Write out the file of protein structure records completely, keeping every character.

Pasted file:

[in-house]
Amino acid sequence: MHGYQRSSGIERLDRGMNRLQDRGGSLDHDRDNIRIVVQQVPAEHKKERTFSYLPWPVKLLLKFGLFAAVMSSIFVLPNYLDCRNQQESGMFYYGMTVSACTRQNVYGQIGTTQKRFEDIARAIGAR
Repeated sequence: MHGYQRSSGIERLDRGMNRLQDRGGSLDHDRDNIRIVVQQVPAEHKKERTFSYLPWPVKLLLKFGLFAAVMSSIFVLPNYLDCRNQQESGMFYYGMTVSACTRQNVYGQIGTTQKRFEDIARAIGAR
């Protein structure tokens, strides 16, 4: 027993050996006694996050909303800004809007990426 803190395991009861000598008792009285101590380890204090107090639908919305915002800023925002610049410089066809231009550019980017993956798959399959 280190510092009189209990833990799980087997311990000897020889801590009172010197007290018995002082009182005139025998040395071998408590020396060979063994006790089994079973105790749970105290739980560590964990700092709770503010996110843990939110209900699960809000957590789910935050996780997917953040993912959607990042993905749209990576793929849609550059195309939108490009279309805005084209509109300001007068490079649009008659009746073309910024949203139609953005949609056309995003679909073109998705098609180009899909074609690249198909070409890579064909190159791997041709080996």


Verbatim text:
[in-house]
Amino acid sequence: MHGYQRSSGIERLDRGMNRLQDRGGSLDHDRDNIRIVVQQVPAEHKKERTFSYLPWPVKLLLKFGLFAAVMSSIFVLPNYLDCRNQQESGMFYYGMTVSACTRQNVYGQIGTTQKRFEDIARAIGAR
Repeated sequence: MHGYQRSSGIERLDRGMNRLQDRGGSLDHDRDNIRIVVQQVPAEHKKERTFSYLPWPVKLLLKFGLFAAVMSSIFVLPNYLDCRNQQESGMFYYGMTVSACTRQNVYGQIGTTQKRFEDIARAIGAR
């Protein structure tokens, strides 16, 4: 027993050996006694996050909303800004809007990426 803190395991009861000598008792009285101590380890204090107090639908919305915002800023925002610049410089066809231009550019980017993956798959399959 280190510092009189209990833990799980087997311990000897020889801590009172010197007290018995002082009182005139025998040395071998408590020396060979063994006790089994079973105790749970105290739980560590964990700092709770503010996110843990939110209900699960809000957590789910935050996780997917953040993912959607990042993905749209990576793929849609550059195309939108490009279309805005084209509109300001007068490079649009008659009746073309910024949203139609953005949609056309995003679909073109998705098609180009899909074609690249198909070409890579064909190159791997041709080996």